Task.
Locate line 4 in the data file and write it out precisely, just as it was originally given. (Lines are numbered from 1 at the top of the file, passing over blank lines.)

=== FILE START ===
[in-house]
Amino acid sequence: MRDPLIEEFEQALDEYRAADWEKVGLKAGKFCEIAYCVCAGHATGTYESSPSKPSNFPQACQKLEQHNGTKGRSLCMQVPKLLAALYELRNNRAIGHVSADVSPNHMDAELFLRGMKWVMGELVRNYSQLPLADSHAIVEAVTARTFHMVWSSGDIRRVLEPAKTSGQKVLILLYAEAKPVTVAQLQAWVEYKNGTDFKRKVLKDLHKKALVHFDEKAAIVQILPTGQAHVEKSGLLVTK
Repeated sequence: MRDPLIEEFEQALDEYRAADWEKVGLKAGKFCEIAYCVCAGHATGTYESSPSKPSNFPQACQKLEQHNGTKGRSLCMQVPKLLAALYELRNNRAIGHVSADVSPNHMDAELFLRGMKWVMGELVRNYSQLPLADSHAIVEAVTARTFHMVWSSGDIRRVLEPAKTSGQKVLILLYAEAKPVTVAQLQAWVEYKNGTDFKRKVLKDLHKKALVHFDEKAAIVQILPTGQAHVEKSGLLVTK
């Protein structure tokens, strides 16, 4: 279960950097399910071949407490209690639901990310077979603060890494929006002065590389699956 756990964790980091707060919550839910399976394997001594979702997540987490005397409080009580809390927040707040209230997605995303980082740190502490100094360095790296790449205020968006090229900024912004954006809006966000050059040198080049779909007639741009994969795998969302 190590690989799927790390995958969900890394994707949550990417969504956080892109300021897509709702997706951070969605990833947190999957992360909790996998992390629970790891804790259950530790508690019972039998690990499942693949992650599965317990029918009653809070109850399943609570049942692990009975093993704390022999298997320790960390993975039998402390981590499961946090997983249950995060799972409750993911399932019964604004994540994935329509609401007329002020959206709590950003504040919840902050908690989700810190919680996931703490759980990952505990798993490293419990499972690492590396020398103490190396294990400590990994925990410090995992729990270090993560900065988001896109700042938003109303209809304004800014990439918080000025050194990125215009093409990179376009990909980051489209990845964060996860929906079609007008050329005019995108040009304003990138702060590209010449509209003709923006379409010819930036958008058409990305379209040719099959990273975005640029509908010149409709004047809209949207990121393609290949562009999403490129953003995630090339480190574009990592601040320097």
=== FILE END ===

């Protein structure tokens, strides 16, 4: 279960950097399910071949407490209690639901990310077979603060890494929006002065590389699956 756990964790980091707060919550839910399976394997001594979702997540987490005397409080009580809390927040707040209230997605995303980082740190502490100094360095790296790449205020968006090229900024912004954006809006966000050059040198080049779909007639741009994969795998969302 190590690989799927790390995958969900890394994707949550990417969504956080892109300021897509709702997706951070969605990833947190999957992360909790996998992390629970790891804790259950530790508690019972039998690990499942693949992650599965317990029918009653809070109850399943609570049942692990009975093993704390022999298997320790960390993975039998402390981590499961946090997983249950995060799972409750993911399932019964604004994540994935329509609401007329002020959206709590950003504040919840902050908690989700810190919680996931703490759980990952505990798993490293419990499972690492590396020398103490190396294990400590990994925990410090995992729990270090993560900065988001896109700042938003109303209809304004800014990439918080000025050194990125215009093409990179376009990909980051489209990845964060996860929906079609007008050329005019995108040009304003990138702060590209010449509209003709923006379409010819930036958008058409990305379209040719099959990273975005640029509908010149409709004047809209949207990121393609290949562009999403490129953003995630090339480190574009990592601040320097």